I will remember this last weekend for a long time. First, because it was the first time I ever made pastel de choclo (note: I’m from the Midwest, so I would translate it to mashed corn casserole or mashed corn hotdish if you will). Second, I will remember it because it was when I finally noticed the lightning in my left peripheral vision, which I will get to later.
L and I went to Valparaiso this weekend to visit his family. It’s a common joke among us that I like pastel de choclo. The joke isn’t that so much that I like it (I do), but it’s that one time I was entering Chile and the surly looking immigration official was flipping through my passport trying to find an empty page, “Chile, Chile, Chile, Argentina, Chile, Chile, Colombia, Chile, Chile, Chile, Argentina, Venezuela, Chile…” He stopped and asked, “Why do you come and go so frequently?”
I was actually on one of my border runs to renew my tourist visa at the time, but I couldn’t say that, so I knew I had to think of a good excuse. I couldn’t. Instead, I replied, “I just really like pastel de choclo.”
He looked at me like I was joking, but all I did was shrug my shoulders like, “What can you do?”
He laughed. I laughed. Then, he stamped my passport and I went on my way. Now, I’m not saying everyone who has to make Chilean border runs should use the pastel de choclo excuse, but let it be known that it worked at least once!
That’s why when L’s family found out I was coming back to Chile, they offered to make it for me, but I ended up helping. By helping, I mean I used a machine that we estimated to be older than L’s grandma (We think it was close to 100 years old). I joked that it looked like a medieval torture device and he told me to be careful and watch my fingers instead of talking. He has this habit of worrying that I’m going to cut off a digit or something because I did come close once right after my surgery when I was trying to open an English muffin and nearly stabbed myself. I digress…
(All photos are unedited and from my iPhone that I still use as my everyday camera).
These are my hands with the device. A corn grinder, I think we would call it. You can see my medical alert bracelet if you don’t believe me that they are my hands.Here is a bigger picture of me. He snapped like 20. I asked him if he was going to use it as evidence later that I could actually do something domestic. He just reminded me again to watch my fingers. I guess when I got distracted they would enter the corn grinder danger zone.
I’m not sure where the hat came from, but he disappeared for a second, came out with this hat, put it on my head, and said I looked right out of the 1960′s. I said, “No, I look like I’m part of the Inquisition and I’m forcing the kernels to confess to their heresy or DIE! Mwahaha.” The corn water you saw running off in the previous picture is added back to the ground corn and basil and then boiled. I was a little worried about that because I thought since I was outside there was a good chance little bugs had fallen into my grinder. If they had, then they definitely met their buggy doom during the boiling phase. The traditional way to eat pastel de choclo is in little single portion sized bowls made of clay (Cultural note: single sized here is relative. I find I could easily share one). In the bowls you place the beef and onion mix, chicken chunks, egg pieces, and raisins if you so wish. Oh, and nothing is complete without an olive or two–pits and all!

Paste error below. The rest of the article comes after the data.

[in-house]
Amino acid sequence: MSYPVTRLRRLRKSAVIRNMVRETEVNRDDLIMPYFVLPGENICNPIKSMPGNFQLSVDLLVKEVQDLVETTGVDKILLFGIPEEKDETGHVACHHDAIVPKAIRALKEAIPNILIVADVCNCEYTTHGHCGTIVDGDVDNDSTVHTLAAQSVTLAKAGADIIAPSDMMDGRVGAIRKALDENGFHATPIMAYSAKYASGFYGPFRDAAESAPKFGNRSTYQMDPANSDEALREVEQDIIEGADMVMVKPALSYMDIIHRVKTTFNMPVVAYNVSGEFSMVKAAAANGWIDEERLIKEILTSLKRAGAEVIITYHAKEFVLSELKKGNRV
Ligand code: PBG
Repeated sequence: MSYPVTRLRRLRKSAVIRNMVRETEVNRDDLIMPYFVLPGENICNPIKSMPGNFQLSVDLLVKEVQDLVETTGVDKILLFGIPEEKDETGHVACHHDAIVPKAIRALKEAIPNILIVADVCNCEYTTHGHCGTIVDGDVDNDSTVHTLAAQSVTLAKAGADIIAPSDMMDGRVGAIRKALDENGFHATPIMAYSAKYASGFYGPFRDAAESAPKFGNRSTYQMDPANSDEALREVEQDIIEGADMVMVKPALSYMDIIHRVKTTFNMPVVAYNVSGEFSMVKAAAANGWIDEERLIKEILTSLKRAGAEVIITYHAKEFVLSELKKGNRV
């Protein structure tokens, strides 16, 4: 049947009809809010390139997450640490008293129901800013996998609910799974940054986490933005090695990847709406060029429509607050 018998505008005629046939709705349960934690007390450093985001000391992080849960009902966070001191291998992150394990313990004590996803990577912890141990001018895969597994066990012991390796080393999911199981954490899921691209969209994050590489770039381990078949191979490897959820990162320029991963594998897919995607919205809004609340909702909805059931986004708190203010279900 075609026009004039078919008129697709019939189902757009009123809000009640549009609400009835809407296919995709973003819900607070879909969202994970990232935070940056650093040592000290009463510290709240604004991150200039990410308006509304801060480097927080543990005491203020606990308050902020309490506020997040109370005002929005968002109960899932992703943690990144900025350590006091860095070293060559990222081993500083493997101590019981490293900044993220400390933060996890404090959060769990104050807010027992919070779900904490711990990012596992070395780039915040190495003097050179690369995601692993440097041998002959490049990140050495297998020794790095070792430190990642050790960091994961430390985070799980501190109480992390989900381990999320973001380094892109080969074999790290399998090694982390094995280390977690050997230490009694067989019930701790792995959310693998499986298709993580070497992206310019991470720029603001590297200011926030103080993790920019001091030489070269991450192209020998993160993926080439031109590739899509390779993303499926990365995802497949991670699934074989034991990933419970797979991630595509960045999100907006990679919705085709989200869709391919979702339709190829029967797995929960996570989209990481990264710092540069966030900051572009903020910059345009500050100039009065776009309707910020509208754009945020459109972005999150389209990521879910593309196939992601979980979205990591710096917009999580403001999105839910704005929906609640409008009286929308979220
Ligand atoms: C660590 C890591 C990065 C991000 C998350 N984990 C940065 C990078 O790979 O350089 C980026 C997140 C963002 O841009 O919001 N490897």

Then you have to put the mushy boiled corn on top of your casserole bed.
After that, it bakes for 30 minutes and comes out steaming hot. Enjoy! But not until after it cools or you might burn your tongue like I did and that kind of sucks.
It wasn’t difficult to make. There were no complex cooking directions, but it was quite laborious. It is not a meal where you can say, “Gosh, I’m starving and I have 30 minutes. I’m gonna make me a pastel de choclo.” Nooo… I think it took us around 2.5 hours from start to finish, and that was with our army of helpers.
I would describe what happened after lunch as what it looks like in the US right after Thanksgiving dinner, everyone sprawls out on a couch or chair and sleeps off their indulgence. I told L I wanted to see the ocean because it had been months, so we sneaked out.
We walked to the Muelle Baron and took in the sun as it was just starting to set.
Another view from the dock.
We sat there for a while, talking, and eating ice-cream, when I told him that I was seeing lightning out of the corner of my left eye. He got concerned, “What does that mean? Are you okay?”
“I’m more than okay,” I explained. “That’s exactly what happened on the right side when my vision returned seven months ago.”
If you’ve been following my blog for any length of time, then you know that because of my tumor’s size and location, I was woke up with what can sometimes be described as significant vision loss. Although, it has slowly been recovering. The left peripheral vision has taken the longest to come back. I did recently start seeing color pixels on that side, but for the most part, the left side of a room does not exist for me.
When I told him that, he said we should go celebrate. I can’t drink too much alcohol, yet, but I would definitely raise my sparkling mineral water to that!
We went to a bar where I had never been before in Valparaiso. It was still empty because it was rather early for going out in Chile. We had our choice of tables. As we sat there, toasting my recovery and our successful pastel de choclo adventure, we saw this:
The top line says: ALL YOU NEED IS (MAKE) LOVE(S).
Below it reads: ALL YOU NEED IS LOVE(S).
Because I want to try and keep this family friendly, we will pretend that the word in parenthesis does not exist. So, that is your advice for this week folks: All you need is love(s). Grammatical issues aside, it’s still pretty good advice